My First Week at Writopia

After almost five weeks of living on my own and working in New York City, I can confidently say that accepting an internship position at Writopia Lab in Manhattan was the perfect choice for a summer job at the midpoint of my college career.


Writopia is a non-profit organization that facilitates creative writing workshops for students ages 6-18. During the school year, workshops usually take place in the afternoons. In the summer, however, the Manhattan headquarters is much busier, hosting around 40 students each week for half-day morning/afternoon workshops or all-day summer camp. Each writer finishes the week with at least one polished piece of writing, which they are then encouraged to submit to Writopia’s online literary magazines.

Writopia ultimately provides writers with a positive, safe place to express themselves intellectually and creatively, regardless of their previous writing experience. It is a diverse community of young writers who are invited to write about whatever they want without fear of censorship or not being taken seriously. Writopia writers are encouraged to challenge and empower one another through their writing, and have a lot of fun doing so.

Editing a Writopia writer's story in a morning workshop
Editing a Writopia writer’s story in a morning workshop

Interns like myself mainly work with the all-day campers. I am assigned to a workshop group of around seven writers each week, and in the mornings assist the head instructor by giving feedback on campers’ writing pieces, helping to lead writing-based games and activities, and offering typing help to those who need it (each camper is provided a Google chromebook and their own personal Writopia e-mail address so they can easily share their writing with and offer comments to their peers). Then, we break for lunch in Central Park, where interns and instructors lead the kids in writing-themed outdoor games like “character kickball.” After lunch, campers select two electives for the last portion of the camp day, with options ranging from film making to songwriting to comedy writing.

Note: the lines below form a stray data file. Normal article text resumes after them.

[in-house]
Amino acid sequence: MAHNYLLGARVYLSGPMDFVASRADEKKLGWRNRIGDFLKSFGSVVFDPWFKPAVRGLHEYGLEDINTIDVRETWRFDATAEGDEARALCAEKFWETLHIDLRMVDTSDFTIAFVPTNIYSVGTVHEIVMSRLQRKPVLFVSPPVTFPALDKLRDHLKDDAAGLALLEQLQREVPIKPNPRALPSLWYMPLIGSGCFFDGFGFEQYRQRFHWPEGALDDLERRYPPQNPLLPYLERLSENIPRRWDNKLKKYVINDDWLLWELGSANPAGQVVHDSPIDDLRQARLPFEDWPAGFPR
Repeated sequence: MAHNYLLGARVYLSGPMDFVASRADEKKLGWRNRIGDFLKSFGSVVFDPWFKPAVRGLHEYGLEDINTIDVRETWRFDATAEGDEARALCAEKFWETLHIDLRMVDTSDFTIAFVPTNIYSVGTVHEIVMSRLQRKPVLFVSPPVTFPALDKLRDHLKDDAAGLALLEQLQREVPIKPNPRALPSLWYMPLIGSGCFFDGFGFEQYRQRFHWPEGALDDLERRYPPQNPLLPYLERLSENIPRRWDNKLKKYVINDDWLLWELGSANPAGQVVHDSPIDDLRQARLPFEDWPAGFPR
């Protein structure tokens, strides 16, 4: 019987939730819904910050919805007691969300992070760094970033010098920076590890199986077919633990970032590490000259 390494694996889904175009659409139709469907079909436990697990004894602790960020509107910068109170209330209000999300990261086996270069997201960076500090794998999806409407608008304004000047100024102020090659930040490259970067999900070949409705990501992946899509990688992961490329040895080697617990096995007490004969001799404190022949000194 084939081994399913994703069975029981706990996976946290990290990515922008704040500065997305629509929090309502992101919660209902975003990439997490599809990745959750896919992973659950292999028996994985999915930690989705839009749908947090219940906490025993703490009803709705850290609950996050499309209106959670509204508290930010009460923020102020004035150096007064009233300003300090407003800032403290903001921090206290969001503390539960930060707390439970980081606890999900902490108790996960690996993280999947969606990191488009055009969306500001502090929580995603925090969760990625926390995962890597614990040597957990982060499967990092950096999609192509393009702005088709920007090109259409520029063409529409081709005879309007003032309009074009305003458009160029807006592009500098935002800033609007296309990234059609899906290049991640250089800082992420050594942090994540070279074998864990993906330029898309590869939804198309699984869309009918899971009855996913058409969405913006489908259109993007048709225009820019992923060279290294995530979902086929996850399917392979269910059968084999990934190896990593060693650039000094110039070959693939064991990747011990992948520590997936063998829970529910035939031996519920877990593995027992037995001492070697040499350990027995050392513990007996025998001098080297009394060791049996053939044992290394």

I intern in the graphic noveling elective each afternoon. In this elective, campers begin character sketches in pencil, then map out a page-long comic or story about this character, eventually inking their final work on comic book-style panels that we provide. These ink drawings are then scanned, and the graphic noveling teacher and I help the campers digitally color their work with an online program. I am also a photography intern, in charge of getting at least one photo of every camper each week and uploading them all to Facebook by the end of the week. In weeks to come, I will also be interning at two of Writopia’s outreach programs—I will assist weekly public workshops at the New York Public Library in the afternoons, and will also help with weekly workshops for homeless and at-risk youth through the Homes for the Homeless organization. Through working with these programs and the many Writopia Manhattan students, I have been exposed to an incredibly diverse and inspiring group of young writers, and I am so impressed by their creativity and talent.

This summer, I hope to expand my knowledge of creative arts and writing education, and feel more confident in my abilities as a teacher. I came into this internship with a love of writing and an interest in mentoring and inspiring kids and teens, but had little formal teaching experience. I initially was nervous about how I would pick up the teaching skills and if it would be something I truly enjoyed and could see myself doing for a future career. I am excited to report that I already have learned so much from the 2-week training period and my first two weeks as an intern, and am eager to continue to polish my teaching techniques. Interning at Writopia has solidified my interest in someday working for an organization that empowers children and teens through creative practices like creative writing, visual art, dance, and theater, and working for them is simply a dream come true.

– Rachel Dillon ’17

2 thoughts on “My First Week at Writopia”

  1. After observing your work with young people for many years, I can say with assurance that the NYC children are very lucky to have you as a mentor. Your kindness, acceptance, creativity and intellect are a gift you share with an open heart. For many children, connecting to literature and writing can not be accomplished in overcrowded classrooms where standardized test scores are the priority. A place like Writopia may be the only place some children get a chance to express themselves freely and with support. I am very proud of you.

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